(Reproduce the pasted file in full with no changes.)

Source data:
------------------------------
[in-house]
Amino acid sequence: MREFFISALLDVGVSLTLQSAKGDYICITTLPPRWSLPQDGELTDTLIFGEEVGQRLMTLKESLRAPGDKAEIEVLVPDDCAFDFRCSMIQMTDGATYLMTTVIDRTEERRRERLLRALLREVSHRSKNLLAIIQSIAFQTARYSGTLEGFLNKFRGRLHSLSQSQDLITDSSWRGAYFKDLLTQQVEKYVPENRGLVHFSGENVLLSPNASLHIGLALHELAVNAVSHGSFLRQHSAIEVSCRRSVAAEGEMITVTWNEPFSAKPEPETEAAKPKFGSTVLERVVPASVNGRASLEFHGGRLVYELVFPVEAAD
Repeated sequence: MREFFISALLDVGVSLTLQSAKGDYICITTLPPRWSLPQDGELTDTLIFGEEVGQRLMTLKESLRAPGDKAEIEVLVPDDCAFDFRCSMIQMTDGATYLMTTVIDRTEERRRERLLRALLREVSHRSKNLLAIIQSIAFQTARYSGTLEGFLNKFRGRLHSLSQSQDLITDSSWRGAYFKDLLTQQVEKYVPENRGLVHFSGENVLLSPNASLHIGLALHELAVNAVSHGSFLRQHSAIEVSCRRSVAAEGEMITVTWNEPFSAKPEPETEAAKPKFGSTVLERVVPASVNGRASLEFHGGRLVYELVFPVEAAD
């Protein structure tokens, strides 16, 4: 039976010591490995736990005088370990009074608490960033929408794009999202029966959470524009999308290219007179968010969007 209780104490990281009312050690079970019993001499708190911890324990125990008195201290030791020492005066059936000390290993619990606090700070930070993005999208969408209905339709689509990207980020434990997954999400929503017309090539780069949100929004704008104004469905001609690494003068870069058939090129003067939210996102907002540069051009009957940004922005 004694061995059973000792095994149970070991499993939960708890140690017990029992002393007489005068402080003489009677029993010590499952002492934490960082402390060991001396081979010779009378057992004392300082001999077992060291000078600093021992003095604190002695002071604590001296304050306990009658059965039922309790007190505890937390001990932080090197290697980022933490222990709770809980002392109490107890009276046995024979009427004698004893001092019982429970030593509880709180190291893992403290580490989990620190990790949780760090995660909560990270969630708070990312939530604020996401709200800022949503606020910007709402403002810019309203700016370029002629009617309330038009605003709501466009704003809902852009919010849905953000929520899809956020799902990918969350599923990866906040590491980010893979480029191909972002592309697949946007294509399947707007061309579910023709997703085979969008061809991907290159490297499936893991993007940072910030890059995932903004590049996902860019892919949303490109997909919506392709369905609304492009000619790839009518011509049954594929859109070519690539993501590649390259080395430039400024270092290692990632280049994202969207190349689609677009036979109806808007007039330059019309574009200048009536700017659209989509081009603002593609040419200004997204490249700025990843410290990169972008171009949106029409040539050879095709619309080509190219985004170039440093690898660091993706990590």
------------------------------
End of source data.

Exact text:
[in-house]
Amino acid sequence: MREFFISALLDVGVSLTLQSAKGDYICITTLPPRWSLPQDGELTDTLIFGEEVGQRLMTLKESLRAPGDKAEIEVLVPDDCAFDFRCSMIQMTDGATYLMTTVIDRTEERRRERLLRALLREVSHRSKNLLAIIQSIAFQTARYSGTLEGFLNKFRGRLHSLSQSQDLITDSSWRGAYFKDLLTQQVEKYVPENRGLVHFSGENVLLSPNASLHIGLALHELAVNAVSHGSFLRQHSAIEVSCRRSVAAEGEMITVTWNEPFSAKPEPETEAAKPKFGSTVLERVVPASVNGRASLEFHGGRLVYELVFPVEAAD
Repeated sequence: MREFFISALLDVGVSLTLQSAKGDYICITTLPPRWSLPQDGELTDTLIFGEEVGQRLMTLKESLRAPGDKAEIEVLVPDDCAFDFRCSMIQMTDGATYLMTTVIDRTEERRRERLLRALLREVSHRSKNLLAIIQSIAFQTARYSGTLEGFLNKFRGRLHSLSQSQDLITDSSWRGAYFKDLLTQQVEKYVPENRGLVHFSGENVLLSPNASLHIGLALHELAVNAVSHGSFLRQHSAIEVSCRRSVAAEGEMITVTWNEPFSAKPEPETEAAKPKFGSTVLERVVPASVNGRASLEFHGGRLVYELVFPVEAAD
């Protein structure tokens, strides 16, 4: 039976010591490995736990005088370990009074608490960033929408794009999202029966959470524009999308290219007179968010969007 209780104490990281009312050690079970019993001499708190911890324990125990008195201290030791020492005066059936000390290993619990606090700070930070993005999208969408209905339709689509990207980020434990997954999400929503017309090539780069949100929004704008104004469905001609690494003068870069058939090129003067939210996102907002540069051009009957940004922005 004694061995059973000792095994149970070991499993939960708890140690017990029992002393007489005068402080003489009677029993010590499952002492934490960082402390060991001396081979010779009378057992004392300082001999077992060291000078600093021992003095604190002695002071604590001296304050306990009658059965039922309790007190505890937390001990932080090197290697980022933490222990709770809980002392109490107890009276046995024979009427004698004893001092019982429970030593509880709180190291893992403290580490989990620190990790949780760090995660909560990270969630708070990312939530604020996401709200800022949503606020910007709402403002810019309203700016370029002629009617309330038009605003709501466009704003809902852009919010849905953000929520899809956020799902990918969350599923990866906040590491980010893979480029191909972002592309697949946007294509399947707007061309579910023709997703085979969008061809991907290159490297499936893991993007940072910030890059995932903004590049996902860019892919949303490109997909919506392709369905609304492009000619790839009518011509049954594929859109070519690539993501590649390259080395430039400024270092290692990632280049994202969207190349689609677009036979109806808007007039330059019309574009200048009536700017659209989509081009603002593609040419200004997204490249700025990843410290990169972008171009949106029409040539050879095709619309080509190219985004170039440093690898660091993706990590």